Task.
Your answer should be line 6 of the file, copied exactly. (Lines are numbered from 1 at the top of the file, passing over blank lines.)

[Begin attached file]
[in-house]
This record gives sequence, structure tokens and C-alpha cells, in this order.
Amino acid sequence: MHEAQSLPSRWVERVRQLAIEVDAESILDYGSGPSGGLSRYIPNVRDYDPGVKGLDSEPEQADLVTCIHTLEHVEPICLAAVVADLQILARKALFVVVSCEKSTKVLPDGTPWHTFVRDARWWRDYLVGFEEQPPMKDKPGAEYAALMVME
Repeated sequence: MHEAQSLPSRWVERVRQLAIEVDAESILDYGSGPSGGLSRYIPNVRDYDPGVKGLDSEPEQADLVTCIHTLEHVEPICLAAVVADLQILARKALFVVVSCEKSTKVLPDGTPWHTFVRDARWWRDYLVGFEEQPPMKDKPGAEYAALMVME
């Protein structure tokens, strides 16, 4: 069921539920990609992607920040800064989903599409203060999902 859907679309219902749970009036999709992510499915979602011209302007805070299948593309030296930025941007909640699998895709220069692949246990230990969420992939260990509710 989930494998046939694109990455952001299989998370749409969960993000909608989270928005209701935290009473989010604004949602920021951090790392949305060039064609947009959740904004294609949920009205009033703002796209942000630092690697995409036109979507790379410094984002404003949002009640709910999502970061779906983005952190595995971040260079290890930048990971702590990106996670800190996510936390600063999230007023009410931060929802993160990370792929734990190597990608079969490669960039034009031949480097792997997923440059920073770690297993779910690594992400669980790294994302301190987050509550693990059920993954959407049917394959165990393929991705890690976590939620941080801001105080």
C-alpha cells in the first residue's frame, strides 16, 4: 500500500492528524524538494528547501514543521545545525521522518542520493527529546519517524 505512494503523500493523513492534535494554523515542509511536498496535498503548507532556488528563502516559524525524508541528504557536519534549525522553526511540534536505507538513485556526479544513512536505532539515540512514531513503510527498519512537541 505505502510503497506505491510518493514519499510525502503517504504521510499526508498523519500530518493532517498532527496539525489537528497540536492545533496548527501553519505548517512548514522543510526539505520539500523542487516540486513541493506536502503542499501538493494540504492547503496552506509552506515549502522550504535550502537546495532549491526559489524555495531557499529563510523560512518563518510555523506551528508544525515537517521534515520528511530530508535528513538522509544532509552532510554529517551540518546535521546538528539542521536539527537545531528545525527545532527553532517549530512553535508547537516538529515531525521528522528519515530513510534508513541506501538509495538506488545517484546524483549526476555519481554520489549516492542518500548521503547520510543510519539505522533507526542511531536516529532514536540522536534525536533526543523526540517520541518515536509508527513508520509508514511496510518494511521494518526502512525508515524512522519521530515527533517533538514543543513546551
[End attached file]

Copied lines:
C-alpha cells in the first residue's frame, strides 16, 4: 500500500492528524524538494528547501514543521545545525521522518542520493527529546519517524 505512494503523500493523513492534535494554523515542509511536498496535498503548507532556488528563502516559524525524508541528504557536519534549525522553526511540534536505507538513485556526479544513512536505532539515540512514531513503510527498519512537541 505505502510503497506505491510518493514519499510525502503517504504521510499526508498523519500530518493532517498532527496539525489537528497540536492545533496548527501553519505548517512548514522543510526539505520539500523542487516540486513541493506536502503542499501538493494540504492547503496552506509552506515549502522550504535550502537546495532549491526559489524555495531557499529563510523560512518563518510555523506551528508544525515537517521534515520528511530530508535528513538522509544532509552532510554529517551540518546535521546538528539542521536539527537545531528545525527545532527553532517549530512553535508547537516538529515531525521528522528519515530513510534508513541506501538509495538506488545517484546524483549526476555519481554520489549516492542518500548521503547520510543510519539505522533507526542511531536516529532514536540522536534525536533526543523526540517520541518515536509508527513508520509508514511496510518494511521494518526502512525508515524512522519521530515527533517533538514543543513546551